Collins meets with Wilpon about state of Mets

Collins meets with Wilpon about state of Mets

PORT ST. LUCIE, Fla. -- Earlier this spring, Mets principal owner Fred Wilpon approached manager Terry Collins to say he planned to hang around camp more than usual. This, Collins stressed, had nothing to do with job security or evaluation; Wilpon simply wanted to become more engaged in the day-to-day workings of the team, compared to past springs when he would duck in and out at frequent intervals.

To that end, the two men met privately several days ago and again on Monday, speaking in Collins' office for over 20 minutes following the Mets' 13-2 loss to the Marlins.

"He's got great passion," Collins said. "He wants to win so bad. And when we talk about it, the one thing we talked about today, I said, 'Listen. You're going to like what comes out of here.'"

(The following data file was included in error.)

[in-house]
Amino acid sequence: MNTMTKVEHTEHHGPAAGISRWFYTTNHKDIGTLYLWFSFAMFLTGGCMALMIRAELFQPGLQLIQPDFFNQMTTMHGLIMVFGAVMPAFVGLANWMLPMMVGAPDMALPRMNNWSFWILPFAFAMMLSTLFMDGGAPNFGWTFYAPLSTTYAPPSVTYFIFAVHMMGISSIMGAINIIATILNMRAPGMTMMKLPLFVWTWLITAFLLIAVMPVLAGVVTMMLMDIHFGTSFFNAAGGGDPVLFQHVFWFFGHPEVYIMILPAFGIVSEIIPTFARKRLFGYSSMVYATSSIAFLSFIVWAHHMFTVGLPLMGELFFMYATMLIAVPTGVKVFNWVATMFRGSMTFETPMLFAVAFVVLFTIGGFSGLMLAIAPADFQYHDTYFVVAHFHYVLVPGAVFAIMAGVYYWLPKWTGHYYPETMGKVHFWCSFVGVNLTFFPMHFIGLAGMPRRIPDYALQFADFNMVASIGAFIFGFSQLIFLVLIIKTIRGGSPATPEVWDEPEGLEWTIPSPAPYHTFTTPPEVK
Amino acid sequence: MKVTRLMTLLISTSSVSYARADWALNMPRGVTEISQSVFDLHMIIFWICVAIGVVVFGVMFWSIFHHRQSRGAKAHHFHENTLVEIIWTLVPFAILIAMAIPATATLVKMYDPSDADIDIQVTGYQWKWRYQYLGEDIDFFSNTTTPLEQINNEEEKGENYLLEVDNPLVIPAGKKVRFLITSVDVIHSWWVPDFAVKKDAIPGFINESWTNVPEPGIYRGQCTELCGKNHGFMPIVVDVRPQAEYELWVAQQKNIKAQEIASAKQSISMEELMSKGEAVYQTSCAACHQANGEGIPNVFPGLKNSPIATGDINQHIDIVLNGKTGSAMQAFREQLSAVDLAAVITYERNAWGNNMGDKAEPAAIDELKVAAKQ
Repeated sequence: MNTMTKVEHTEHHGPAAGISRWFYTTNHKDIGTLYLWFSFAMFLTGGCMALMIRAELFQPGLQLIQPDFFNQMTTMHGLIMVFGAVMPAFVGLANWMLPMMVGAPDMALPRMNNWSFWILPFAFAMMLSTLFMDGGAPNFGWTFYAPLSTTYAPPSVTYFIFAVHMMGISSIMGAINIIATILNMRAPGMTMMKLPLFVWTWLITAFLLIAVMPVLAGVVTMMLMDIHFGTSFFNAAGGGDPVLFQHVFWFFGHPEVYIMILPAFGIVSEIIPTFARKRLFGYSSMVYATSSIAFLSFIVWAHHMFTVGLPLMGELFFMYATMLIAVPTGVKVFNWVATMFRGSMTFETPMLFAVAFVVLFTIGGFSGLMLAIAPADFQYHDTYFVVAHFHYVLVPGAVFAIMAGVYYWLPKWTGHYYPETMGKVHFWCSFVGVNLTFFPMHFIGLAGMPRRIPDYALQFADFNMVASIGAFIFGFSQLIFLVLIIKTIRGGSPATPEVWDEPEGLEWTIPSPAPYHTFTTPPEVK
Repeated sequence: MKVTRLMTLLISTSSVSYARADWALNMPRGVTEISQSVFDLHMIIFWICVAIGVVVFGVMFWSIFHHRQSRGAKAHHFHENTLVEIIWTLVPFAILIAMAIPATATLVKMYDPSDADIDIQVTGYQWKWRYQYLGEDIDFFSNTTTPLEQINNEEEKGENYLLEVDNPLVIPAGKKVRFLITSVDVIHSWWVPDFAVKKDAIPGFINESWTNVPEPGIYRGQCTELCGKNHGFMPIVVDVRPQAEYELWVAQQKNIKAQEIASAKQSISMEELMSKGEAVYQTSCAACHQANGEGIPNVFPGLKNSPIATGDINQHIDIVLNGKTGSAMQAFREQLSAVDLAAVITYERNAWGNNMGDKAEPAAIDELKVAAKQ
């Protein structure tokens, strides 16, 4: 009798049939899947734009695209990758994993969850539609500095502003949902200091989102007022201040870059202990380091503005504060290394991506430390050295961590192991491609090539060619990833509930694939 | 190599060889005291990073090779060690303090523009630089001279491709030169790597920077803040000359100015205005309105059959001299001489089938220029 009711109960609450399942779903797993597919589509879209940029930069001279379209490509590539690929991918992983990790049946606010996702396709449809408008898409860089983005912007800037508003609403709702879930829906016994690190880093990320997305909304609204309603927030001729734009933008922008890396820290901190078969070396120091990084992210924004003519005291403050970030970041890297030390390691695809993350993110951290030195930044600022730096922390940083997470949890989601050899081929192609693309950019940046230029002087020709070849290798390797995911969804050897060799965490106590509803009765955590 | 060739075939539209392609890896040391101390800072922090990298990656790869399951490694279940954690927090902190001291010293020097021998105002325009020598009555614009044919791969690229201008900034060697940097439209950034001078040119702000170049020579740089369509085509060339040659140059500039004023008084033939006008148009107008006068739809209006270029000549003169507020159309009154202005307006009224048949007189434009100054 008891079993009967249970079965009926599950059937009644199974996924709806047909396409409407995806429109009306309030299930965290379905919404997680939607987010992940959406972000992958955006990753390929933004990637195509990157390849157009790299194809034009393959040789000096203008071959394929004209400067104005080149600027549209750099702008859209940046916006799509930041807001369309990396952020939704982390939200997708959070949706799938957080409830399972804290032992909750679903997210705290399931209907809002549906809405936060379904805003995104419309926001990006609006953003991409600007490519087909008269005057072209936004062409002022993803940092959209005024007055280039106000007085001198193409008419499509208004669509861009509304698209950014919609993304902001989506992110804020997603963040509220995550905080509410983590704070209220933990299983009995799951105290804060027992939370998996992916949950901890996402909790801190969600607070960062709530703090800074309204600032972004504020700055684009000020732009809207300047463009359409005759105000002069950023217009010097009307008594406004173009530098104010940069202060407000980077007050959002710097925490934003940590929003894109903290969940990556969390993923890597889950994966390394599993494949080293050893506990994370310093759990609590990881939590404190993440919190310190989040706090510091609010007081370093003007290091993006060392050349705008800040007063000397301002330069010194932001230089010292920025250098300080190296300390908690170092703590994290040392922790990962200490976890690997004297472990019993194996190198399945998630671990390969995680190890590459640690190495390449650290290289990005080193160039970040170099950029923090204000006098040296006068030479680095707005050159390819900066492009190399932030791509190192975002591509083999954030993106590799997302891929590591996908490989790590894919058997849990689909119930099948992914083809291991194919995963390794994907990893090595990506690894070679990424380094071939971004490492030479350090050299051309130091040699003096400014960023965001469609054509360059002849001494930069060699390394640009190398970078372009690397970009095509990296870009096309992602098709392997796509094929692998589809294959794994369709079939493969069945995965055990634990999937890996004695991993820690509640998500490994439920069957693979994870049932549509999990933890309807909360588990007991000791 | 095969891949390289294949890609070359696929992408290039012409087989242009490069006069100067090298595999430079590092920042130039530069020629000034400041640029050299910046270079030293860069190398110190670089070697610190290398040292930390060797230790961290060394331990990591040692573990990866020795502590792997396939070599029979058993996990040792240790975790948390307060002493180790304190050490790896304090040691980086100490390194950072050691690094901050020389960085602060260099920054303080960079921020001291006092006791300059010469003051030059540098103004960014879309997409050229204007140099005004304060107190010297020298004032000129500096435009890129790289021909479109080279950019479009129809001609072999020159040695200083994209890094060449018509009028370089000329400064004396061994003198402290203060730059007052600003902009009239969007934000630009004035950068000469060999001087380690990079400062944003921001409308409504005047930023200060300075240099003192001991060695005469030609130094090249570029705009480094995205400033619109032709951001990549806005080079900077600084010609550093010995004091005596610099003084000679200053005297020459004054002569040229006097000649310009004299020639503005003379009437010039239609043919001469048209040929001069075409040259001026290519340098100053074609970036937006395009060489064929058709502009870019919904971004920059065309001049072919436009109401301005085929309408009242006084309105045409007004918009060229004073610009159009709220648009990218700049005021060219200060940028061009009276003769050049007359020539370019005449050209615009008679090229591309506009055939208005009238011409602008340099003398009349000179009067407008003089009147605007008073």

Wilpon has not spoken publicly about the Mets in over two years, but Collins recounted their Monday meeting as a relatively simple one. Among the problem areas he and Wilpon discussed was the pitching staff's high spring walk rate, plus the uncertainty at the back end of New York's bullpen.

In the final guaranteed year of his contract, Collins has a club option for 2016 that the Mets left unexercised after last season. That, combined with outside expectations that have reached their highest point of the decade, could put Collins in a precarious situation should the Mets struggle early this season. But the manager insisted his meeting with Wilpon was purely informational.

"I mapped out for him the next four days of who's playing, who's not, days off, what we're looking at for certain spots of what we're trying to get better, and things we're working on," Collins said. "And he asked me about a couple spots that have been a concern. I said, 'Yeah, there have been a few concerns. But for the most part, you've got to like what our starting pitching can do.'"

Added Collins: "He's not mad at all."

Anthony DiComo is a reporter for Follow him on Twitter @AnthonyDicomo. This story was not subject to the approval of Major League Baseball or its clubs.